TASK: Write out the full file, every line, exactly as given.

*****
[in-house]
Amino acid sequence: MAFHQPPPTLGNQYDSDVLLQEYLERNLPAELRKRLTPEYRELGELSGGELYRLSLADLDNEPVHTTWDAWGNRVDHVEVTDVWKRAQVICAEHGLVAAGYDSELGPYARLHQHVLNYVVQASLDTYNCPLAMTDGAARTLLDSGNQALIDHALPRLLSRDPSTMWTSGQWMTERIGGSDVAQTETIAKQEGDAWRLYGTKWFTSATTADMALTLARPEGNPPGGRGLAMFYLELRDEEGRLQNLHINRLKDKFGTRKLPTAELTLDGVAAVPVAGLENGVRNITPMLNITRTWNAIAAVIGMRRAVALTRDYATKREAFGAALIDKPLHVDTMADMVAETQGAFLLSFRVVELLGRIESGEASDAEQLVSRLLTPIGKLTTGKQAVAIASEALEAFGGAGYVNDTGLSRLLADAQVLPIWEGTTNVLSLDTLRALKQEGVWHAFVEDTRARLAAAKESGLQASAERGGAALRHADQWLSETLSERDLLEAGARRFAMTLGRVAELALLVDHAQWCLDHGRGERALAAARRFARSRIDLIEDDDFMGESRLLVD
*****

[in-house]
Amino acid sequence: MAFHQPPPTLGNQYDSDVLLQEYLERNLPAELRKRLTPEYRELGELSGGELYRLSLADLDNEPVHTTWDAWGNRVDHVEVTDVWKRAQVICAEHGLVAAGYDSELGPYARLHQHVLNYVVQASLDTYNCPLAMTDGAARTLLDSGNQALIDHALPRLLSRDPSTMWTSGQWMTERIGGSDVAQTETIAKQEGDAWRLYGTKWFTSATTADMALTLARPEGNPPGGRGLAMFYLELRDEEGRLQNLHINRLKDKFGTRKLPTAELTLDGVAAVPVAGLENGVRNITPMLNITRTWNAIAAVIGMRRAVALTRDYATKREAFGAALIDKPLHVDTMADMVAETQGAFLLSFRVVELLGRIESGEASDAEQLVSRLLTPIGKLTTGKQAVAIASEALEAFGGAGYVNDTGLSRLLADAQVLPIWEGTTNVLSLDTLRALKQEGVWHAFVEDTRARLAAAKESGLQASAERGGAALRHADQWLSETLSERDLLEAGARRFAMTLGRVAELALLVDHAQWCLDHGRGERALAAARRFARSRIDLIEDDDFMGESRLLVD